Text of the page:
SEATTLE, July 13, 2022 — When Professor Stuart Reges challenged the University of Washington’s position on land acknowledgements, administrators punished him, undermining his academic freedom. Today, backed by the Foundation for Individual Rights and Expression, Reges sued the university to vindicate his First Amendment right to express his opinion — even if it differs from the party line.
Colleges increasingly promote land acknowledgment statements that recognize indigenous ties to the land on which a college sits. On a list of syllabus “best practices,” UW’s computer science department encourages professors to include such a statement and suggests using language developed by the university’s diversity office “to acknowledge that our campus sits on occupied land.” The fact that the statement could be adapted seemed clear — until Reges wrote one that administrators did not like.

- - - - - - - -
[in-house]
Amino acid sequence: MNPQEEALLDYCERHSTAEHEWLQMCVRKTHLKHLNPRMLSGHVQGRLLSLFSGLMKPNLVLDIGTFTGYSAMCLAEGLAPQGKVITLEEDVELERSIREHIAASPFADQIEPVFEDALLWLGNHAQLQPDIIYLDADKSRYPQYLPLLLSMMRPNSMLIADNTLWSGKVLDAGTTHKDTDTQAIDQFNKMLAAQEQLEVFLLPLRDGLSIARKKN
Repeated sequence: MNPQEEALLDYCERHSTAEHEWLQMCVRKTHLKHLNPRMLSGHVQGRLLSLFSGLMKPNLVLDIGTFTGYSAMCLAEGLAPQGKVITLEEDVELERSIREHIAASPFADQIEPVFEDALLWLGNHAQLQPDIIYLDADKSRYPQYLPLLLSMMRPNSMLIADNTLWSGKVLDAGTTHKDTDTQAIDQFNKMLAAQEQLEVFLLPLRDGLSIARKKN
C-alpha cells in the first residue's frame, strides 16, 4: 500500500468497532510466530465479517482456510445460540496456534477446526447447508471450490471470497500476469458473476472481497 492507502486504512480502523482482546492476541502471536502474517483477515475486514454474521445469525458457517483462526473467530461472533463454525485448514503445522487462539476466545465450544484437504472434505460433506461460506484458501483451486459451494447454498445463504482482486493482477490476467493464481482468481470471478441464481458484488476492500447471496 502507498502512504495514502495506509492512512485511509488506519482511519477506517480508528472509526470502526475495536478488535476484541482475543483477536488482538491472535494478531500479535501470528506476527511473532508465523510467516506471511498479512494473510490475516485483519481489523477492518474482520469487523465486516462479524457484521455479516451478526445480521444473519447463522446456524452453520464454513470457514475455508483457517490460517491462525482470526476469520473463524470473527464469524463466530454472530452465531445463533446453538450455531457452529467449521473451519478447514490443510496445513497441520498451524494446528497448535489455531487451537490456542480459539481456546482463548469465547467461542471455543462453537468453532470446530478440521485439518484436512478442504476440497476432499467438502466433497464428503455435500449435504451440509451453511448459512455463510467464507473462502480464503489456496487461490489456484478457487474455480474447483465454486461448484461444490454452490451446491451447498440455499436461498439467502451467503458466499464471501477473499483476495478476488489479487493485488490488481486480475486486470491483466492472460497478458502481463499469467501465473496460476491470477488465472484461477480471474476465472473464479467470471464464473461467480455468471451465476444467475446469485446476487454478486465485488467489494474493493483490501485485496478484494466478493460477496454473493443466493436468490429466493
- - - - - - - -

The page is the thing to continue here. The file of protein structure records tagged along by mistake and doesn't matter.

“University administrators turned me into a pariah on campus because I included a land acknowledgment that wasn’t sufficiently progressive for them,” said Reges. “Land acknowledgments are performative acts of conformity that should be resisted, even if it lands you in court. I am pleased that FIRE joined with me to fight back against University of Washington’s illegal viewpoint discrimination.”